Hampshire is a state in the
New England region of the northeastern
United States. It is bordered by
Massachusetts to the south, Vermont
to the west,
Maine and the
Atlantic Ocean to the east, and the
Canadian province of
Quebec to the north. New
Hampshire is the 5th
smallest by land area and the 10th least populous of the 50 states.
In January 1776, it became the first of the British North American
colonies to establish a government independent of the Kingdom of Great
Britain's authority, and it was the first to establish its own state
constitution. Six months later, it became one of the original 13
states that founded the
United States of America, and in June 1788 it
was the ninth state to ratify the Constitution, bringing that document
Concord is the state capital, while Manchester is the largest city in
the state. It has no general sales tax, nor is personal income (other
than interest and dividends) taxed at either the state or local level.
New Hampshire primary
New Hampshire primary is the first primary in the U.S.
presidential election cycle. Its license plates carry the state motto,
"Live Free or Die". The state's nickname, "The
Granite State", refers
to its extensive granite formations and quarries.
Among prominent individuals from New
Hampshire are founding father
Nicholas Gilman, Senator Daniel Webster, Revolutionary War hero John
Stark, editor Horace Greeley, founder of the Christian Science
religion Mary Baker Eddy, poet Robert Frost, astronaut Alan Shepard,
rock musician Ronnie James Dio, author Dan Brown, actor Adam Sandler,
inventor Dean Kamen, comedians
Sarah Silverman and Seth Meyers,
restaurateurs Richard and Maurice McDonald, and President of the
United States Franklin Pierce.
With some of the largest ski mountains on the East Coast, New
Hampshire's major recreational attractions include skiing,
snowmobiling, and other winter sports, hiking and mountaineering,
observing the fall foliage, summer cottages along many lakes and the
seacoast, motor sports at the New
Hampshire Motor Speedway, and
Motorcycle Week, a popular motorcycle rally held in Weirs Beach near
Laconia in June. The
White Mountain National Forest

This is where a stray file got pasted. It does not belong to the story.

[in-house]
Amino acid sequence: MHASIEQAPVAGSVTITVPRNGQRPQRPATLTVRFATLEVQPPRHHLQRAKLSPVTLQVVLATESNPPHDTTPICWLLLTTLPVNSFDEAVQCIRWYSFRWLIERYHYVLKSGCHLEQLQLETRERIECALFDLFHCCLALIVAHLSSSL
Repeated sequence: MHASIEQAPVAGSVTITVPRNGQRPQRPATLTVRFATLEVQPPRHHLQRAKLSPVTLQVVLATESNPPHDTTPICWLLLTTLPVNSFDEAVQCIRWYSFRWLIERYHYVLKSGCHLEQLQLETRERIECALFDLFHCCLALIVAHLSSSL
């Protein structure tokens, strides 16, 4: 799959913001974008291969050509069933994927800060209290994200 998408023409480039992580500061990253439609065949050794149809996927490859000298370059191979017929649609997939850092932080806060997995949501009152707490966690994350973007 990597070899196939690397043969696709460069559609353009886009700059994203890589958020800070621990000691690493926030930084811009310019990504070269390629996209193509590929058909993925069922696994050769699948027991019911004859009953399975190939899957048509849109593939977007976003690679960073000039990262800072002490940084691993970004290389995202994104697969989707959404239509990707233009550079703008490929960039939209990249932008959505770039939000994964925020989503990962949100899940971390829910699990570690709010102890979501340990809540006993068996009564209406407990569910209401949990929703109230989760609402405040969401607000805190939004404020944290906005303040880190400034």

White Mountain National Forest links the Vermont
Maine portions of the Appalachian Trail, and has the Mount
Washington Auto Road, where visitors may drive to the top of
6,288-foot (1,917 m) Mount Washington.
2.2 Metropolitan areas
4.2 Birth data
6 Law and government
6.1 Governing documents
6.2 Branches of government
6.3 Local government
6.4.2 Election results
6.4.3 Free State Project
7.3 Public transportation
7.4 Freight railways
8.1 High schools
8.2 Colleges and universities
9.1 Daily newspapers
9.2 Other publications
9.3 Radio stations
9.4 Television stations
11.1 In fiction
12 Notable residents or natives
14 See also
16 Further reading
17 External links
The state was named after the southern English county of
Captain John Mason.
New Hampshire, showing roads, rivers and major cities
Shaded relief map of New Hampshire
Mount Adams (5,774 ft or 1,760 m) is part of New Hampshire's
Lake Winnipesaukee and the Ossipee Mountains
See also: List of counties in New Hampshire, List of mountains in New
Hampshire, List of lakes in New Hampshire, List of rivers in New
Hampshire, and Geology of New Hampshire
Hampshire is part of the
New England region. It is bounded by
Quebec, Canada, to the north and northwest;
Maine and the Atlantic
Ocean to the east;
Massachusetts to the south; and
Vermont to the
west. New Hampshire's major regions are the Great North Woods, the
White Mountains, the Lakes Region, the Seacoast, the Merrimack Valley,
Monadnock Region, and the Dartmouth-Lake Sunapee area. New
Hampshire has the shortest ocean coastline of any U.S. coastal state,
with a length of 18 miles (29 km), sometimes measured as only
13 miles (21 km). New
Hampshire was home to the rock
formation called the Old Man of the Mountain, a face-like profile in
Franconia Notch, until the formation disintegrated in May 2003.